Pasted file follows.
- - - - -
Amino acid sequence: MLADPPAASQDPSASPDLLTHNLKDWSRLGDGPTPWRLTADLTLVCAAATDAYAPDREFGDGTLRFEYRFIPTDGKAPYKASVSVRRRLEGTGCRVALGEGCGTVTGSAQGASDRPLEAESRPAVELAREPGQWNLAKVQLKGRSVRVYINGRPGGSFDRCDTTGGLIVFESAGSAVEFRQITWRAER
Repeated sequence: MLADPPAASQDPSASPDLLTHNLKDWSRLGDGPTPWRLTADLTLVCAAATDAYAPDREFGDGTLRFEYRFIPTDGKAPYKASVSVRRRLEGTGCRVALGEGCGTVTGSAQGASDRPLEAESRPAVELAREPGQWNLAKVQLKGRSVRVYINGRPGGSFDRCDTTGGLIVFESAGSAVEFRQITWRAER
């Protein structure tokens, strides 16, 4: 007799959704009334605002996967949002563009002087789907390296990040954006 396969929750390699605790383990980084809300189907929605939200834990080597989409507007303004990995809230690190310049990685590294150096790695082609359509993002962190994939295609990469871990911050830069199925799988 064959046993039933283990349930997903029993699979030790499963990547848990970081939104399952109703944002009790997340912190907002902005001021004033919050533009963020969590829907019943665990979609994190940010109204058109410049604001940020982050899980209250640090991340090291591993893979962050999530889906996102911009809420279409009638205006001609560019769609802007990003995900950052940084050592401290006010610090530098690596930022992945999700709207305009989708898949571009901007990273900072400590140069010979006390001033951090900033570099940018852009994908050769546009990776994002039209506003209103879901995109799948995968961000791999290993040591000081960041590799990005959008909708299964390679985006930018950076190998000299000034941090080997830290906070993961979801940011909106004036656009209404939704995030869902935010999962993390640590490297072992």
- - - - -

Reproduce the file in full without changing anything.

Amino acid sequence: MLADPPAASQDPSASPDLLTHNLKDWSRLGDGPTPWRLTADLTLVCAAATDAYAPDREFGDGTLRFEYRFIPTDGKAPYKASVSVRRRLEGTGCRVALGEGCGTVTGSAQGASDRPLEAESRPAVELAREPGQWNLAKVQLKGRSVRVYINGRPGGSFDRCDTTGGLIVFESAGSAVEFRQITWRAER
Repeated sequence: MLADPPAASQDPSASPDLLTHNLKDWSRLGDGPTPWRLTADLTLVCAAATDAYAPDREFGDGTLRFEYRFIPTDGKAPYKASVSVRRRLEGTGCRVALGEGCGTVTGSAQGASDRPLEAESRPAVELAREPGQWNLAKVQLKGRSVRVYINGRPGGSFDRCDTTGGLIVFESAGSAVEFRQITWRAER
């Protein structure tokens, strides 16, 4: 007799959704009334605002996967949002563009002087789907390296990040954006 396969929750390699605790383990980084809300189907929605939200834990080597989409507007303004990995809230690190310049990685590294150096790695082609359509993002962190994939295609990469871990911050830069199925799988 064959046993039933283990349930997903029993699979030790499963990547848990970081939104399952109703944002009790997340912190907002902005001021004033919050533009963020969590829907019943665990979609994190940010109204058109410049604001940020982050899980209250640090991340090291591993893979962050999530889906996102911009809420279409009638205006001609560019769609802007990003995900950052940084050592401290006010610090530098690596930022992945999700709207305009989708898949571009901007990273900072400590140069010979006390001033951090900033570099940018852009994908050769546009990776994002039209506003209103879901995109799948995968961000791999290993040591000081960041590799990005959008909708299964390679985006930018950076190998000299000034941090080997830290906070993961979801940011909106004036656009209404939704995030869902935010999962993390640590490297072992």